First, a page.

Optoma UHZ65UST ultra-short-throw 4K projector review

Optoma's 4K ultra-short-throw PJ is a convincing TV replacement, suggests Steve May.

Able to cast a big image in a relatively small room, positioned just centimetres from a white wall, it's not difficult to see the appeal of an ultra-short-throw (UST) projector. There's no fear of walking in front of the beam either, causing oversized shadows on the action. The downside is that almost all UST projectors look like escapees from the office Christmas party.

The Optoma UHZ65UST is very different. Here's a compact beamer that even non-techies might covet. With its brass feet and fabric frontage, it's a remarkably handsome beast.

As tends to be the norm with these things, there's a sound system built-in. But, again, here there's real consumer sensibility about its design. Wearing the NuForce branding of Optoma's audio division, this PJ's sound engine is styled like a conventional soundbar. Placed on an AV shelf in front of you, it looks quite neat.

The UHZ65UST has a wide range of connective options too. On it's right-hand side are USB and HDMI inputs for easy hook up, while to the rear are two additional HDMI v2.0 ports, one of which is ARC enabled. There's also an optical digital audio output and 3.5mm minijack. For network services, the PJ features both Wi-Fi and Ethernet.

The UHZ65UST packs a single-chip UHD DLP device, which uses mirror flipping to deliver a 2160p pixel dense image, coupled to a bright laser light source. The latter gives the unit TV-like functionality. Switch on and you get an image; there's no lamp warm up required.

The projector is HDR compatible, recognising HLG and HDR10 content streams. Of course, such compatibility is no guarantee of an HDR-like viewing experience as seen on a flatscreen. Our best hope is always that the projector doesn't dull down excessively in order to favour highlights. As it happens, the UHZ65UST makes a valiant attempt at managing HDR content, retaining a bright average picture level without crushing blacks.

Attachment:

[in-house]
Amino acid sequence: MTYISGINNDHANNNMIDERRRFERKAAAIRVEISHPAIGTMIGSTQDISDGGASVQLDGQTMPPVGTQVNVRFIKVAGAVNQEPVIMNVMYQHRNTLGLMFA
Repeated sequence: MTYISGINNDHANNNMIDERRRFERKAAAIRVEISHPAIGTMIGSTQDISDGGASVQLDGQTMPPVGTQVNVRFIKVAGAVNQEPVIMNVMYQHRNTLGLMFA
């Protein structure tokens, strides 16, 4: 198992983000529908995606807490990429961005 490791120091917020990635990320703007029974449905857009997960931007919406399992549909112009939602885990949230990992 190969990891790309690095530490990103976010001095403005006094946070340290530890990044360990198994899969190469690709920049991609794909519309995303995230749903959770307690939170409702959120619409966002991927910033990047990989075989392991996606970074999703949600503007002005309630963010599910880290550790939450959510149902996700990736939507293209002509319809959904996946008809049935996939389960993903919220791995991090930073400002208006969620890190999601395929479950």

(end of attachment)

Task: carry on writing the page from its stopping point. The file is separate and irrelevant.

The UHZ65UST may wear a UHD badge, but it's worth reiterating that no single-chip DLP model is natively 4K. Texas Instruments' DMD solution is a variation on the pixel-shifting theme as embraced by Epson and previously JVC, albeit different in mechanics and given the 4K seal of approval by the Consumer Technology Association.

120optoma.remSo just how close is its performance to native 2160p? With 4K resolution test patterns, the UHZ65UST is unsurprisingly unable to discern ultra-fine UHD detail. However, with real-world content, images certainly look crisp, often displaying greater subjective sharpness than comparable 1080p sources.

Throwing Shapes
It's not just the premium styling which sets this UST model apart from rivals. It also boasts some advanced functionality, including geometric correction, something that appears to have trickled down from Optoma's professional AV projection lineup. This allows you to warp an image if you have something other than a flat surface to project onto. I suspect many will find the feature useful – not everyone has the luxury of a perfectly flat wall to double as a screen. For non-cinephile viewing, perhaps at a kid's birthday party, it can actually make the most difficult of rooms bigscreen friendly.

Another welcome user innovation is automatic dimming. A sensor placed near the light path automatically dims down the projector's light output, to protect the peepers of the inquisitive. This will be welcome in households where small children might be tempted to take a closer look.

Another nicety includes support for the DLP-link system for 3D projection, although no 3D glasses are included in the package.

If you're not using geometric correction, setup is relatively straightforward. Just unbox and shuffle into position to get the required image size from its 0.25:1 throw ratio. A test pattern is available to fine-tune positioning. Typically, you need less than a metre from the wall to throw a 100in image.

While most owners will settle for displaying on a white wall, the projector might also be partnered with a fixed ALR (Ambient Light Rejecting) screen, which will significantly improve brightness and contrast. Optoma sells the 100in ALR101 (£1,200) just for the job.